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Fanta the Bear
One of the strangest sites in Germany during the war years was certainly a 6 foot tall Polar bear visiting the troops and civilians alike. The bear was named Fanta and it was the mascot of the Fanta soft drink company. "Prior to the outbreak of the second world war, Coca-Cola's only unqualified success on the international scene was its bottling operations in Nazi Germany. Sales records were being set year after year in that venue, and by 1939 Coca-Cola had 43 bottling plants and more than 600 local distributors in that country." With the United States' entry into WWII Coca Cola cut off all supplies of the Syrup needed to make Coke. The president of the German Coca-Cola Company, Max Keith, "had chemists concoct a soda that was vaguely similar to Coke, caffeinated and with an unidentifiable blend of tastes. But rather than being made with the secret 7X Coke flavoring, this product was made from the leftovers from other food industries, mostly scraps from produce markets. This was usually fruit pulp, like apple fibers from cider pressing and whey, the liquid byproduct of cheese curdling. The resulting liquid was a translucent beige that more closely resembled today's ginger ale. Keith asked his sales team to explore their fantasies while inventing a name, and the drink was christened...Fanta. The name was a hit." After the war in 1955 and Italian version of Fanta was introduced to the market. It was Orange falvored and fizzy and what we know today as Orange Fanta (from which all modern Fanta flavors are derived.)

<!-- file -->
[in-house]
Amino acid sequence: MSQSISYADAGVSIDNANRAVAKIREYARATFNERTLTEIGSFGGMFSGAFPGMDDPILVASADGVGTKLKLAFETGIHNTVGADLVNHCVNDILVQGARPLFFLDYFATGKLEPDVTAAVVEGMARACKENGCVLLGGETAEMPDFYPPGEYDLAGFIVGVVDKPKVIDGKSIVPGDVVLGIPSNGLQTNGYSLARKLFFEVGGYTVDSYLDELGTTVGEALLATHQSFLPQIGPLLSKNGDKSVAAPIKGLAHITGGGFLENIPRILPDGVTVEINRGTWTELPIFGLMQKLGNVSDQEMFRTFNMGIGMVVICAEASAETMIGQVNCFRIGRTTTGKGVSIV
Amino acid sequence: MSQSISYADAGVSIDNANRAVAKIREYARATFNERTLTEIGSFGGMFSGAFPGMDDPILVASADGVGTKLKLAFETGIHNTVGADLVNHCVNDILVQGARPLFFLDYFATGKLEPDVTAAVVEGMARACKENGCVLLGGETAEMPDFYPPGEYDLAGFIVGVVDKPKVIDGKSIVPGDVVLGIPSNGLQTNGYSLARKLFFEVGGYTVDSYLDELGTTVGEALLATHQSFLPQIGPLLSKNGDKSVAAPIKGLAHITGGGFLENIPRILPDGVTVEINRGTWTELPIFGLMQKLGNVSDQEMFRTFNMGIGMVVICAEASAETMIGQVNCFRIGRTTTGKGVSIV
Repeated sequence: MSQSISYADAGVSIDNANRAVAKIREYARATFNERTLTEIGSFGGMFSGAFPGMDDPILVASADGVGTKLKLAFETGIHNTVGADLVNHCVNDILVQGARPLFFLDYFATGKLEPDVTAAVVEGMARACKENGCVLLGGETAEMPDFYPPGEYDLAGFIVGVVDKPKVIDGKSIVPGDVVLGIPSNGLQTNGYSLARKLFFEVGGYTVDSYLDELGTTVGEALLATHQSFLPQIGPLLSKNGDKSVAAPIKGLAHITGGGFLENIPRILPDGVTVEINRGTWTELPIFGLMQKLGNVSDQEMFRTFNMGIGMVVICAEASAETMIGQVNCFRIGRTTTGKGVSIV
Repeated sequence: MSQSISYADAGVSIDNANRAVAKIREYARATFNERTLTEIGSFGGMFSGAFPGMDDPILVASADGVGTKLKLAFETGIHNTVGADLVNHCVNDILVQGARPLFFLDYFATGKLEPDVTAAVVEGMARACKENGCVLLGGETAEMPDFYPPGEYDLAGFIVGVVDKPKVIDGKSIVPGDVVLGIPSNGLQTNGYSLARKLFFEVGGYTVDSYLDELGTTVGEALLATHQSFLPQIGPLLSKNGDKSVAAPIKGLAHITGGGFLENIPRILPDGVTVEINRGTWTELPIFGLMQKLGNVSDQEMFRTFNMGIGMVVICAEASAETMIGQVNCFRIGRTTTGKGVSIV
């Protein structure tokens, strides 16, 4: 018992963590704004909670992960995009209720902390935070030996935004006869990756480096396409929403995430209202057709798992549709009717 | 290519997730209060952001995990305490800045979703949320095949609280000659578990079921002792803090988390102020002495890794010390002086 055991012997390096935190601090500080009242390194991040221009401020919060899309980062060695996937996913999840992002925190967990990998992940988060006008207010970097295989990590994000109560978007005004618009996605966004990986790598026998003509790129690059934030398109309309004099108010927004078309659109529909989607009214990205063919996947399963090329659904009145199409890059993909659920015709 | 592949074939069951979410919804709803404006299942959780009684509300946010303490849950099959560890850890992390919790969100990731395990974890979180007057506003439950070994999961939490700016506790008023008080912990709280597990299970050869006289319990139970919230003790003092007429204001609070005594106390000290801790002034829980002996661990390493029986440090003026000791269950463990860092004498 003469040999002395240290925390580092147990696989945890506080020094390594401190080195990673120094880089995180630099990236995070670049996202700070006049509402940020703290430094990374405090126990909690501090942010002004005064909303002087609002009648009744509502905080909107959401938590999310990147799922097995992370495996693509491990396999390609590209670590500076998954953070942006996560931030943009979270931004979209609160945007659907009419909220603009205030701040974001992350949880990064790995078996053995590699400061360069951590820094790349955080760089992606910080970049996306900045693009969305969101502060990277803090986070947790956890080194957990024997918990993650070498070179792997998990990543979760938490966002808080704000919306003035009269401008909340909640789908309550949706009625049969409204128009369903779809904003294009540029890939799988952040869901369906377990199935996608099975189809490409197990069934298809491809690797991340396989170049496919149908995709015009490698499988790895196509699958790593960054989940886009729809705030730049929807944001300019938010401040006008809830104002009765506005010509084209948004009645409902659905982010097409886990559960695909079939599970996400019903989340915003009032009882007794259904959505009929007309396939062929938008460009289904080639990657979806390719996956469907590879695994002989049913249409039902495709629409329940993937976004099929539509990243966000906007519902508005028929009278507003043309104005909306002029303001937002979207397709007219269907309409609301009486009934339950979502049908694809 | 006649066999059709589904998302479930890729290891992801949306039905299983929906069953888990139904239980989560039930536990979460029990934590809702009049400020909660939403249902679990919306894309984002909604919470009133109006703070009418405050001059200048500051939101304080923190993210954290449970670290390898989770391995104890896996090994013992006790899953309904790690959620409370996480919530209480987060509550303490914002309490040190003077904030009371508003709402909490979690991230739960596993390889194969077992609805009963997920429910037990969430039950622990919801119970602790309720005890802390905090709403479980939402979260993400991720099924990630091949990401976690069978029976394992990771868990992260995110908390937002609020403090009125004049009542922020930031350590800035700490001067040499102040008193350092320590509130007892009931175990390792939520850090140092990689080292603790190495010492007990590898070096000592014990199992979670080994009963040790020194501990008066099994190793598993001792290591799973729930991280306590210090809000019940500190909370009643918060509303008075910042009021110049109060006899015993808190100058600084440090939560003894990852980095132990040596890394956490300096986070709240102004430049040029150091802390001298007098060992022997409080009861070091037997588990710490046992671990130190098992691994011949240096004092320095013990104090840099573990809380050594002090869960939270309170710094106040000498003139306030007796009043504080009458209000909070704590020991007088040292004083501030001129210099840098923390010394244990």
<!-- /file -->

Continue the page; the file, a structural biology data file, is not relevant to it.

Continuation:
In a stroke of marketing genius the company hired Steiff (the German company that invented th Teddy Bear) to make a number of life size Polar Bear costumes that began to appear all over the country. What is unclear to me is when did this happen? If we follow the pure Coca-Cola cut off ties when America entered the war we have a neat little package. However that woudl be after Devember 7, 1941. However there are numerous pictures that appear to predate Pearl Harbor and show many Fanta Bears in pre-war settings. One thing is certain however is once Fanta the Bear appeared on the scene he stayed. In its original form the Bear costume can be seen making appearences until the mid 1960s and its adoption as the Christmas mascot for Coca Cola goes on until this day. So next time you have a drink of Orange Fanta remember that it has it's origins in Nazi Germany and the next time you see those cute Christmas Coca-Cola polar bears in their Christmas advertisements remember the name Fanta and his trips to the German front lines of WWII.
These photographs and information were taken from a number of online sources and auction sites. They are presented here for educational purposes.
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